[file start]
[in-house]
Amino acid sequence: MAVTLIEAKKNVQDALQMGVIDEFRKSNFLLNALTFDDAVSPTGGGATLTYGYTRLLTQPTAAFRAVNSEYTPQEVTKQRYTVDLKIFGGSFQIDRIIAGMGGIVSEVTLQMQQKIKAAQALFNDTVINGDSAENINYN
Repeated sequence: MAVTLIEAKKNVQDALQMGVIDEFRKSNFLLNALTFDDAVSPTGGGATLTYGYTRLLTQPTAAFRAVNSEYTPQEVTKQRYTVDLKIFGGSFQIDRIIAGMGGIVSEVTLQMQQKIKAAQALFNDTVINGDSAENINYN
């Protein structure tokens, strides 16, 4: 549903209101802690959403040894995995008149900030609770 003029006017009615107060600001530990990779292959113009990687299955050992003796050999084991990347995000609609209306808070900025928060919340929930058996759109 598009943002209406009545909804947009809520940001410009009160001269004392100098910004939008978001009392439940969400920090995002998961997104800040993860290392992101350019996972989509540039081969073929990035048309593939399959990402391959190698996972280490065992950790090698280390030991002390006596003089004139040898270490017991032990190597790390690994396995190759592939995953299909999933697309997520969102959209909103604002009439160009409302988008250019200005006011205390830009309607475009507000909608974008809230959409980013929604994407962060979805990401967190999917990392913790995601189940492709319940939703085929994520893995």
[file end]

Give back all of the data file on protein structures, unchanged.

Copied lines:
[in-house]
Amino acid sequence: MAVTLIEAKKNVQDALQMGVIDEFRKSNFLLNALTFDDAVSPTGGGATLTYGYTRLLTQPTAAFRAVNSEYTPQEVTKQRYTVDLKIFGGSFQIDRIIAGMGGIVSEVTLQMQQKIKAAQALFNDTVINGDSAENINYN
Repeated sequence: MAVTLIEAKKNVQDALQMGVIDEFRKSNFLLNALTFDDAVSPTGGGATLTYGYTRLLTQPTAAFRAVNSEYTPQEVTKQRYTVDLKIFGGSFQIDRIIAGMGGIVSEVTLQMQQKIKAAQALFNDTVINGDSAENINYN
């Protein structure tokens, strides 16, 4: 549903209101802690959403040894995995008149900030609770 003029006017009615107060600001530990990779292959113009990687299955050992003796050999084991990347995000609609209306808070900025928060919340929930058996759109 598009943002209406009545909804947009809520940001410009009160001269004392100098910004939008978001009392439940969400920090995002998961997104800040993860290392992101350019996972989509540039081969073929990035048309593939399959990402391959190698996972280490065992950790090698280390030991002390006596003089004139040898270490017991032990190597790390690994396995190759592939995953299909999933697309997520969102959209909103604002009439160009409302988008250019200005006011205390830009309607475009507000909608974008809230959409980013929604994407962060979805990401967190999917990392913790995601189940492709319940939703085929994520893995």